She said she hasn’t spoken to her brother since his arrest.

“I view my older brother’s charges and what is happening there as just another brother lost, which is sad and tragic for me,” she said. “So now I have two brothers who are lost.”

Campbell, married with two young boys, said she applauds the courage of any woman who comes forward to share serious allegations of sexual assault, adding: “We need to probably start from a place of believing them. I’ve made that crystal clear.”

Although she didn’t run to be the state’s first Black woman AG, if she wins, the distinction matters, said Campbell, who has vowed to view her job through what she calls an “equity lens.”

“On the campaign trail, when people would say what are the top three issues you would address, I would never list racial disparities because living in this gender and this skin, it should be the norm of the office to always be closing racial gaps, to always be taking on sexism or gender or sexual discrimination,” she said.

Campbell, who said her faith is another source of strength, also has pledged to use the office to tackle issues that may have been overlooked by other AGs. Those include prison reform, juvenile justice, health disparities and economics in the state’s rural communities.

When she got into trouble at school, she said, she was treated differently than her twin brother, Andre. She was typically sent to talk to someone, while Andre often faced a suspension and expulsion hearing.

Many who live in communities of color are frustrated with what Campbell describes as a lack of accountability about how crimes are prosecuted, feeling over-policed and over-incarcerated. She said it’s too easy to cast those areas as overrun by mobs or gangs.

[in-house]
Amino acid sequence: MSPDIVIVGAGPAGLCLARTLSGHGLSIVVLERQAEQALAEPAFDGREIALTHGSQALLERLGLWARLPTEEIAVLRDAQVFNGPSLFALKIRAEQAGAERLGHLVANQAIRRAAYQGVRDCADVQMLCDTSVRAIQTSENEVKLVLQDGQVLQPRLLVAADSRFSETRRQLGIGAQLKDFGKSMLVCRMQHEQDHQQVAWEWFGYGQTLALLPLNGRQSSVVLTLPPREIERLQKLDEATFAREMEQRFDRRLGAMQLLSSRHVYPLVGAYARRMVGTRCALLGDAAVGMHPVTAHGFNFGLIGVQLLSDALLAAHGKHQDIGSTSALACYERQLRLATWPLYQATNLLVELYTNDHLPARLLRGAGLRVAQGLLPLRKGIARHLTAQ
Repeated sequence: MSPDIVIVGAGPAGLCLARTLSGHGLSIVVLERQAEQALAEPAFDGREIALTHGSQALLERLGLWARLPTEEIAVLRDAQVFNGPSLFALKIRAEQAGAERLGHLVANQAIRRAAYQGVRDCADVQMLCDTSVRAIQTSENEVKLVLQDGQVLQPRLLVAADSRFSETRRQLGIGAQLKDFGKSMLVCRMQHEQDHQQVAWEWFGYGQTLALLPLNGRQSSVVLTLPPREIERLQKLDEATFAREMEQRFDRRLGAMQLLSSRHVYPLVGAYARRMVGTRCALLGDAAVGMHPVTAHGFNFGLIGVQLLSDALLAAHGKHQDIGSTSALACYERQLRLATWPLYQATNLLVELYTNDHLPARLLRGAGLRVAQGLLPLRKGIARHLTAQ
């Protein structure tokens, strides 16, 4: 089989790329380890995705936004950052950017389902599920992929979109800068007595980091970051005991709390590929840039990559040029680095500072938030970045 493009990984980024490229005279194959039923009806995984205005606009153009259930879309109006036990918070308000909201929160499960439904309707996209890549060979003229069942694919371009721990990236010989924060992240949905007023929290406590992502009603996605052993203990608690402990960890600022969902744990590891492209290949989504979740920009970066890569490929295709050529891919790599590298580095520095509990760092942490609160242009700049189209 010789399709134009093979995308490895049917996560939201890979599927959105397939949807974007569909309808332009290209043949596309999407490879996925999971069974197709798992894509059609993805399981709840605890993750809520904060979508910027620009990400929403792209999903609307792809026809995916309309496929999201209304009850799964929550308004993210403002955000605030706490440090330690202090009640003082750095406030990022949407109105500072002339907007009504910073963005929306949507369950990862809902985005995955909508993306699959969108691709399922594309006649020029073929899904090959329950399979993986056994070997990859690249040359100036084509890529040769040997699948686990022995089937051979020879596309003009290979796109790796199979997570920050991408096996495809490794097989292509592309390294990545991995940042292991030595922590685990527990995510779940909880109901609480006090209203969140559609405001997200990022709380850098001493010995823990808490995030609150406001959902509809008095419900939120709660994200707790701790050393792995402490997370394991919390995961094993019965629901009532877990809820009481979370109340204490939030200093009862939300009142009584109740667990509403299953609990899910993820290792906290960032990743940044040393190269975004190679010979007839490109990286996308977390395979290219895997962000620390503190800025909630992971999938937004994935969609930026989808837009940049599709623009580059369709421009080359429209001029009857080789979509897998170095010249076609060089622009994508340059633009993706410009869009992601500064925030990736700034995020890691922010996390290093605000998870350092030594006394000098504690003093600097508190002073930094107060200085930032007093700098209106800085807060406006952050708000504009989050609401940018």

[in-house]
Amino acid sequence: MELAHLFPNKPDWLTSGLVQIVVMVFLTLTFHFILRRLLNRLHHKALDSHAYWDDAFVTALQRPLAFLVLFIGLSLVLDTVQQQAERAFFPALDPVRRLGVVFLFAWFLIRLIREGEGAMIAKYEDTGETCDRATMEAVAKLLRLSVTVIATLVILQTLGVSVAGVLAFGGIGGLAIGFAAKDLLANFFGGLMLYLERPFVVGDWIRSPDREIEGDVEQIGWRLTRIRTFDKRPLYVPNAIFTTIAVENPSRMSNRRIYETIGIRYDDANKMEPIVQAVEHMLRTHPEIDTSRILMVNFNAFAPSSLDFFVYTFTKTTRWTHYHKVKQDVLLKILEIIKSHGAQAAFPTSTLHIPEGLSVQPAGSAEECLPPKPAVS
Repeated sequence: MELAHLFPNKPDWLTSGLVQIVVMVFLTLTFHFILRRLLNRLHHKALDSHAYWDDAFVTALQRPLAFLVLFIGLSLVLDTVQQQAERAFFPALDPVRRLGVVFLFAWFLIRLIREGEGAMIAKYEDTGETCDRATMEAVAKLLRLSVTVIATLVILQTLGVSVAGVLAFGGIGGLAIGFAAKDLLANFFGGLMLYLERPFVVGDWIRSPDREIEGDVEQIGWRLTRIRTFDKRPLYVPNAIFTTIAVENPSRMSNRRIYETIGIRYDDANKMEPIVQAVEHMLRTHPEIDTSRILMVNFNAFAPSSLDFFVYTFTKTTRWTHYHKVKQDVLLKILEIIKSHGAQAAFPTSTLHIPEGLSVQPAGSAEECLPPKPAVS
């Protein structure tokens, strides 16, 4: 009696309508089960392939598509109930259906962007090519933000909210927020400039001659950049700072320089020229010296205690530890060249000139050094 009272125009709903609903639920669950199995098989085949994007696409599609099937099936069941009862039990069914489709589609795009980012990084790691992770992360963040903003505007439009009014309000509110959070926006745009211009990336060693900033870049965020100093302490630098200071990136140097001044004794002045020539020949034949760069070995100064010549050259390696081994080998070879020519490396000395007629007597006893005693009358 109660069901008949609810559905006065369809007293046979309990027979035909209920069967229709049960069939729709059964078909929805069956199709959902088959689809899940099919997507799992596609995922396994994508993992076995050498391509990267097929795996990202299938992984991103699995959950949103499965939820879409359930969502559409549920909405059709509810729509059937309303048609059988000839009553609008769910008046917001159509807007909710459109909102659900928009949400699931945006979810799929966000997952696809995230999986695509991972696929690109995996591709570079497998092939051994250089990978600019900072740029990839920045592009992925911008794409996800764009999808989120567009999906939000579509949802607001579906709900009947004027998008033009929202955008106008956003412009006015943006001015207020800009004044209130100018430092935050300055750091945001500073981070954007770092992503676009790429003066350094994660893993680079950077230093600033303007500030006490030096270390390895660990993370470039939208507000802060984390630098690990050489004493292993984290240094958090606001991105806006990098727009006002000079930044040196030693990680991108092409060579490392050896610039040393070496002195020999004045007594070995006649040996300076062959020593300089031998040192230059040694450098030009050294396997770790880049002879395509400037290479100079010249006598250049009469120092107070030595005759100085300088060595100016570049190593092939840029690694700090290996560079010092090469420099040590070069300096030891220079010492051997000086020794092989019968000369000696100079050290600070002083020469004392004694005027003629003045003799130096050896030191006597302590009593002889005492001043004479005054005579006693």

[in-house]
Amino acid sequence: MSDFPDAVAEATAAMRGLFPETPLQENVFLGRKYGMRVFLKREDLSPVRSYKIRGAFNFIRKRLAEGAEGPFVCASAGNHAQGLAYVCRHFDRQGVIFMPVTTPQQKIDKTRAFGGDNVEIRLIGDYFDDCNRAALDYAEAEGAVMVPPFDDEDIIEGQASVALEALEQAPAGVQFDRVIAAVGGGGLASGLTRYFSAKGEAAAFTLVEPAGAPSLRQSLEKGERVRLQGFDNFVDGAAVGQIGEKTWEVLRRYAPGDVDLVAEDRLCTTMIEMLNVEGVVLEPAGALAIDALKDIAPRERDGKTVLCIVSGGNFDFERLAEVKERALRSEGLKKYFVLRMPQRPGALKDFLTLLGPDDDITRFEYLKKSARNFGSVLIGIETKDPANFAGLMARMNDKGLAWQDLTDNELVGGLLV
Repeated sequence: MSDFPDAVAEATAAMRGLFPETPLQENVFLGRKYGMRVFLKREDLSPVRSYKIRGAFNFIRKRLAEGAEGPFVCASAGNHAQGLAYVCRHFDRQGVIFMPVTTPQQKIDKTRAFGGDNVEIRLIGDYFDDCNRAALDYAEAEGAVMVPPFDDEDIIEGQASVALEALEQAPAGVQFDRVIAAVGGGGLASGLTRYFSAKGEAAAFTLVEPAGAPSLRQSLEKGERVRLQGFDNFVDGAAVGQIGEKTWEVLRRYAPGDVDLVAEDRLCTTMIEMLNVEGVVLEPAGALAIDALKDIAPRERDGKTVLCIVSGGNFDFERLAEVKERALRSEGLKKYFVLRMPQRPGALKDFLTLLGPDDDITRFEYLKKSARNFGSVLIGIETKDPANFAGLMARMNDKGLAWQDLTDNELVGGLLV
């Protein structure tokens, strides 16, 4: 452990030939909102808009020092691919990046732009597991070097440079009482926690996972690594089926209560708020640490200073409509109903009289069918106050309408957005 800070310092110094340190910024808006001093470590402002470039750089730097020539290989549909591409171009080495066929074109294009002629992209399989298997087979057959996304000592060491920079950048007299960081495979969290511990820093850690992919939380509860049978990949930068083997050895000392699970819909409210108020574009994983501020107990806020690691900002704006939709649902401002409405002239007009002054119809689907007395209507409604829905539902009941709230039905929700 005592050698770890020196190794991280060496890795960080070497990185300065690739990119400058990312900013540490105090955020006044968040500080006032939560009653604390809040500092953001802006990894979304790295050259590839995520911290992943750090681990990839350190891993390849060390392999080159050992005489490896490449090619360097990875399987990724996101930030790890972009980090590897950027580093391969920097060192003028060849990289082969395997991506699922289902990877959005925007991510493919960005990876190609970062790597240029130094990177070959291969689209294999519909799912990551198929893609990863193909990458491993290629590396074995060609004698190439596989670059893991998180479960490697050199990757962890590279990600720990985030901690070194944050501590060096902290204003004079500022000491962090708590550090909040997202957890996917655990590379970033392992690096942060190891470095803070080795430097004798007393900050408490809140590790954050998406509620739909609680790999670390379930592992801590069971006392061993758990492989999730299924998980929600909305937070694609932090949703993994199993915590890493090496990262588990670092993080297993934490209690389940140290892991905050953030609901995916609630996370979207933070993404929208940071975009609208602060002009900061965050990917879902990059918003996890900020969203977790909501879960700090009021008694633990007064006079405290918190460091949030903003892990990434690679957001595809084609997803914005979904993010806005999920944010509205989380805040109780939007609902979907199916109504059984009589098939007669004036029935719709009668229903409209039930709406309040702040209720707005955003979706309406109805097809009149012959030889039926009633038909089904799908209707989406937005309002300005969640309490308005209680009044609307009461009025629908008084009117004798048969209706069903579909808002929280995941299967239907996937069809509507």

“I push back on that narrative because I live in one of those communities,” she said. “You have folks working two or three jobs, working hard every single day to make sure they are delivering for their families, for their children and for their community.”

On the campaign trail, McMahon has tried to portray Campbell as soft on crime.

“We have a crime wave right now and Andrea Campbell wants to take away qualified immunity and defund the police,” he said. “I’ll never defund the cops.”

Campbell said what she wants is to make sure no one is above the law, including public employees, elected officials and the police.

She also said she hopes her story can serve as inspiration.

“If you look at my life, it is a model and an example of what opportunity can do to move someone out of a very tragic upbringing of trauma, pain, suffering, loss to assist them in reaching their dreams and potential,” she said.

___

Learn more about the issues and factors at play in the midterms at https://apnews.com/hub/explaining-the-elections. And follow the AP’s election coverage of the 2022 elections at https://apnews.com/hub/2022-midterm-elections.